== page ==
When is a cough not a common cold?
Tommy, age 9 months, came to my office several times for episodes of coughing and wheezing. One November afternoon, he was brought in again for the same complaint, didn’t respond well, and appeared to deteriorate. A plain chest film showed a possible narrowing of the right mainstem bronchus; this was looked at further with an MRI of the chest. The correct diagnosis was then made: Tommy had a cardiovascular abnormality — a bifid aorta with a vascular ring — along with right bronchial stenosis. Cough is a common presenting complaint in the doctor’s office. It can heralda multitude of different conditions, so how do you distinguish them onthe basis of the physical exam?
Search beyond the lungs
Ask about wheezing. Although it’s typical of asthma, young children may experience this symptom with viral infections such as respiratory syncytial virus or bronchiolitis. Once their small airways enlarge, the wheezing resolves. Never fail to consider other causes of first-time wheezing — it could be due to a foreign body, anatomic abnormalities or even cardiac failure. A cough that hurts suggests pleuritis or pericarditis. Painful breathing, or grunting respiration along with tachypnea and fever, raises suspicions of bacterial pneumonia. Frightening for parents to listen to, viral croup presents with stridor in a young child and hoarseness in an older one. Look out for it in the winter months.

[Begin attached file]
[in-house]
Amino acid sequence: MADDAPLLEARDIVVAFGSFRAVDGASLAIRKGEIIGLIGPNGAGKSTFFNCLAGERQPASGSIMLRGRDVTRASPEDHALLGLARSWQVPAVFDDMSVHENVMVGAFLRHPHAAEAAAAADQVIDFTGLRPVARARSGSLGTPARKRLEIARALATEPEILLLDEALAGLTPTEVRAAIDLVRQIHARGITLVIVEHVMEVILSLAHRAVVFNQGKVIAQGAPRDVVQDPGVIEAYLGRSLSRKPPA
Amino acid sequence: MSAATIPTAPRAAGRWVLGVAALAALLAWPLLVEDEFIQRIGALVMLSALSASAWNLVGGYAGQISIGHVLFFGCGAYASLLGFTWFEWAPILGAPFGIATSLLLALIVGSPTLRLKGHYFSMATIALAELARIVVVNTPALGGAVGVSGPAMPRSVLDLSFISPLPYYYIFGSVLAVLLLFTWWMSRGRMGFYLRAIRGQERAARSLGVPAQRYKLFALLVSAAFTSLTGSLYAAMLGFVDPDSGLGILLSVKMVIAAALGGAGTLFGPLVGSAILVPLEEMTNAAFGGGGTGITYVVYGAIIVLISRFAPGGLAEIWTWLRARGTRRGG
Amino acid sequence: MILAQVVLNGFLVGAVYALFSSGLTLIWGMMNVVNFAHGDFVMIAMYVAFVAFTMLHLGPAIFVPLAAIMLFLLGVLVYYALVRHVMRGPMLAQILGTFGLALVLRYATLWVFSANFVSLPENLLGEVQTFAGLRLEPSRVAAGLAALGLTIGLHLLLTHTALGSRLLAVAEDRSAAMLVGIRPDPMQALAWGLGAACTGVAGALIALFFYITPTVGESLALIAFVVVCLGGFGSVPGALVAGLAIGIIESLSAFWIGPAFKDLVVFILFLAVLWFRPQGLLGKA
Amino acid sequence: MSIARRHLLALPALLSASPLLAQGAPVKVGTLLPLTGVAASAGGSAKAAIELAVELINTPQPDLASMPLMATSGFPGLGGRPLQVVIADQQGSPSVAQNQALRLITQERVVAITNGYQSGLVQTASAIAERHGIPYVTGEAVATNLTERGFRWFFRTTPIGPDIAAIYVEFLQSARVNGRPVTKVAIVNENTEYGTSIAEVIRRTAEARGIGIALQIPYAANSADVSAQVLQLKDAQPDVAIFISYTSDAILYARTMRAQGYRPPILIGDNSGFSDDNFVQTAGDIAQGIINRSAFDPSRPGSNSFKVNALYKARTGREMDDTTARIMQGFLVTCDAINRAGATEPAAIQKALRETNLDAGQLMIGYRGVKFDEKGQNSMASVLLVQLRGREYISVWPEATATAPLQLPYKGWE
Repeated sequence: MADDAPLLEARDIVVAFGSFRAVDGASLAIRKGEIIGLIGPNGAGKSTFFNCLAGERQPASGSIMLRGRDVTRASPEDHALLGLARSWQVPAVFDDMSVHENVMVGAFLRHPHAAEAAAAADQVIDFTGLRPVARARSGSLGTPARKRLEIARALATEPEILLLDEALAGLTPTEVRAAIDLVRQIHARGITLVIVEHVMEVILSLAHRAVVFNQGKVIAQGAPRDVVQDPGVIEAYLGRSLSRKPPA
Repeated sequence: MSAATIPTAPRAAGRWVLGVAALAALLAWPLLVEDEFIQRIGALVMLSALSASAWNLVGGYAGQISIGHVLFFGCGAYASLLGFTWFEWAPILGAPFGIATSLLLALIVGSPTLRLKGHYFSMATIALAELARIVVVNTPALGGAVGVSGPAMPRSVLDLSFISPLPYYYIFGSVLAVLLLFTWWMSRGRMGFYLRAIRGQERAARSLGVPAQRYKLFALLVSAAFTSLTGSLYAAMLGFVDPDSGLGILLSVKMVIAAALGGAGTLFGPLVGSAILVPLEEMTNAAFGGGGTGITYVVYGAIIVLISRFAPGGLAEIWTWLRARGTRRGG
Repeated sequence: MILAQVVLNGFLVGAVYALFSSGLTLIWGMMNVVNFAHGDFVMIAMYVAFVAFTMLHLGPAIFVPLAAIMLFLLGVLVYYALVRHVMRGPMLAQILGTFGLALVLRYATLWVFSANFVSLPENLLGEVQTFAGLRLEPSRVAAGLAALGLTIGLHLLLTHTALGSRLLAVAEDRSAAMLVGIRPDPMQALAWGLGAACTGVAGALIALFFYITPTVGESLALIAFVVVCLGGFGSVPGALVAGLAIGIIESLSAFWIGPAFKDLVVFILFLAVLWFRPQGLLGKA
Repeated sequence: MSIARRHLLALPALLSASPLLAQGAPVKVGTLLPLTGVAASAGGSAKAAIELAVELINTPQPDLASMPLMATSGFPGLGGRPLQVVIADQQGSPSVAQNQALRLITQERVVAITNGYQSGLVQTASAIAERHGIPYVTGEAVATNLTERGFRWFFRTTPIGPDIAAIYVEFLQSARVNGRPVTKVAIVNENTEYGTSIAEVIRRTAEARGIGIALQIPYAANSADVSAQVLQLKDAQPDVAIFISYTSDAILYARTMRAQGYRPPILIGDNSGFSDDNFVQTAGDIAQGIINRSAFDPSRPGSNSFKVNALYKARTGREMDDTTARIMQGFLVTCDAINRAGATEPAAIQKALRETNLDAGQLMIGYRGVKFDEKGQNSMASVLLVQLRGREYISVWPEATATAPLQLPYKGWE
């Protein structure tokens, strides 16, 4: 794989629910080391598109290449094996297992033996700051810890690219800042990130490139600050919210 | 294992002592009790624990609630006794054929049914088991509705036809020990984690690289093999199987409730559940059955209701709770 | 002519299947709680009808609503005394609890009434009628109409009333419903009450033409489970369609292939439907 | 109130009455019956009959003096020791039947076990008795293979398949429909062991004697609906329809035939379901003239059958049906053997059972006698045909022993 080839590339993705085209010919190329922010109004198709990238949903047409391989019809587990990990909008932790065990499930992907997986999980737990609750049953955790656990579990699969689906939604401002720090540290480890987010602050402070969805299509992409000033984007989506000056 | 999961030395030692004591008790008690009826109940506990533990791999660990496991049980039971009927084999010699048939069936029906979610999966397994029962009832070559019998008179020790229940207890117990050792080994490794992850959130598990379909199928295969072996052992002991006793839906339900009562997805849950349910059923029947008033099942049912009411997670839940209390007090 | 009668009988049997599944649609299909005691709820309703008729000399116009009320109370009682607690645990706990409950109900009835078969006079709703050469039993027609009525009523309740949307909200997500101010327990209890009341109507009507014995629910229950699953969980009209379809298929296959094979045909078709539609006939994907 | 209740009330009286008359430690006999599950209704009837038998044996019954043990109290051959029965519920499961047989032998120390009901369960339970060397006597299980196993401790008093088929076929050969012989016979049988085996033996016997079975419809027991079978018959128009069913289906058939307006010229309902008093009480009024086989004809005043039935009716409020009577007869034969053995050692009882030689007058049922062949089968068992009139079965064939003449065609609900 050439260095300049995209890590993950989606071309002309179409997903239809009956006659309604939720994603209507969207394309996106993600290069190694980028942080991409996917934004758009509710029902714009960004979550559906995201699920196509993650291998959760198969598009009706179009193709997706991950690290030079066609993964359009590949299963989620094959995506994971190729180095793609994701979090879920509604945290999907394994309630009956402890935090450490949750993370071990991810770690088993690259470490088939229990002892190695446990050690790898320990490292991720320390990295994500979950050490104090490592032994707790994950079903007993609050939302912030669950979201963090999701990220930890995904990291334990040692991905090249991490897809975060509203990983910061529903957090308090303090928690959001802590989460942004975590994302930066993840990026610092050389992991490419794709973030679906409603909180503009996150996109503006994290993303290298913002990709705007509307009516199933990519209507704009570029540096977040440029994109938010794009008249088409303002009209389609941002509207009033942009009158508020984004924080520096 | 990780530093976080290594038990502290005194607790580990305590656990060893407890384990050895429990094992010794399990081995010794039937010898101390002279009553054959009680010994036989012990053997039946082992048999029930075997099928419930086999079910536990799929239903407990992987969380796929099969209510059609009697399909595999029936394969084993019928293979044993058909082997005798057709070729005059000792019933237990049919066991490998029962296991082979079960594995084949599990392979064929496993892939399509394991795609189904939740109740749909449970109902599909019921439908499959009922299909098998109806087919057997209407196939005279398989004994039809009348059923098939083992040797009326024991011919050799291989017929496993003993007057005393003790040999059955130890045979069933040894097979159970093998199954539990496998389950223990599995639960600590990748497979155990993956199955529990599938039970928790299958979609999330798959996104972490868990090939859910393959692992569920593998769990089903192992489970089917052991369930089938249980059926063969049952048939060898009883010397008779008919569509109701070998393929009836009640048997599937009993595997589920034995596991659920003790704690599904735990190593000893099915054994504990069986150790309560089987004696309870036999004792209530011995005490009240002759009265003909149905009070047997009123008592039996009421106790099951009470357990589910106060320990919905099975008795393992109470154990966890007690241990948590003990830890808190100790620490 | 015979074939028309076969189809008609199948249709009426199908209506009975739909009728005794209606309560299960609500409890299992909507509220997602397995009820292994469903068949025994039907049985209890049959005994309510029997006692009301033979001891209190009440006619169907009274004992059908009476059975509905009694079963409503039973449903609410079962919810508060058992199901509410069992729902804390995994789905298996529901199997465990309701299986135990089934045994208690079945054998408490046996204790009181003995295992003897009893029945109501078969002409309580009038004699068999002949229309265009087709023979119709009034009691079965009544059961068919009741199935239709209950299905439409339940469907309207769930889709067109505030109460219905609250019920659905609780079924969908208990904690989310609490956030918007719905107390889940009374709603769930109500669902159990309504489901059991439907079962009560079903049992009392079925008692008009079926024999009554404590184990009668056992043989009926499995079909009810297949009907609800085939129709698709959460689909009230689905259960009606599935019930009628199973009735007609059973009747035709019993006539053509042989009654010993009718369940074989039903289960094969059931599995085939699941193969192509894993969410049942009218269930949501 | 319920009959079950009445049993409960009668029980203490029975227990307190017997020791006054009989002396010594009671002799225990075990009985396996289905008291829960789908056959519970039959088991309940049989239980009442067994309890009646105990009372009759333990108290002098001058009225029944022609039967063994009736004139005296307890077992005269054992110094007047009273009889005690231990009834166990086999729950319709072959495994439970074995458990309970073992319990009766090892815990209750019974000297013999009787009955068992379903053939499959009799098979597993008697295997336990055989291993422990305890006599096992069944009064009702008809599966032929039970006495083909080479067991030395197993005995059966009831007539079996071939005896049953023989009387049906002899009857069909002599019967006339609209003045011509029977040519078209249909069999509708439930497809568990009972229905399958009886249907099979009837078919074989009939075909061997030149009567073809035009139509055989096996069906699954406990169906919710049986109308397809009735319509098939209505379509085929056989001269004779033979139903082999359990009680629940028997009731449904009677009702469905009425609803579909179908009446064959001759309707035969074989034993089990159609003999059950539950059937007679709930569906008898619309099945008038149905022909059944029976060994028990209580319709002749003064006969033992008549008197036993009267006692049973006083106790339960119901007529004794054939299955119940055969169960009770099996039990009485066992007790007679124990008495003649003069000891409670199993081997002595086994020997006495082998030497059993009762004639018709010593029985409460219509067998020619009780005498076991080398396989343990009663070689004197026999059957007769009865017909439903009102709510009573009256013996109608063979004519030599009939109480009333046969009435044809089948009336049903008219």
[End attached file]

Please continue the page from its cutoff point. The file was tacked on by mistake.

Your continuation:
Wet or dry
Richard Haber, MD, FAAP, FRCPC is an associate professor of pediatrics at McGill University and the Director of the Pediatric Consultation Centre at the Montreal Children’s Hospital. He is also a community pediatrician.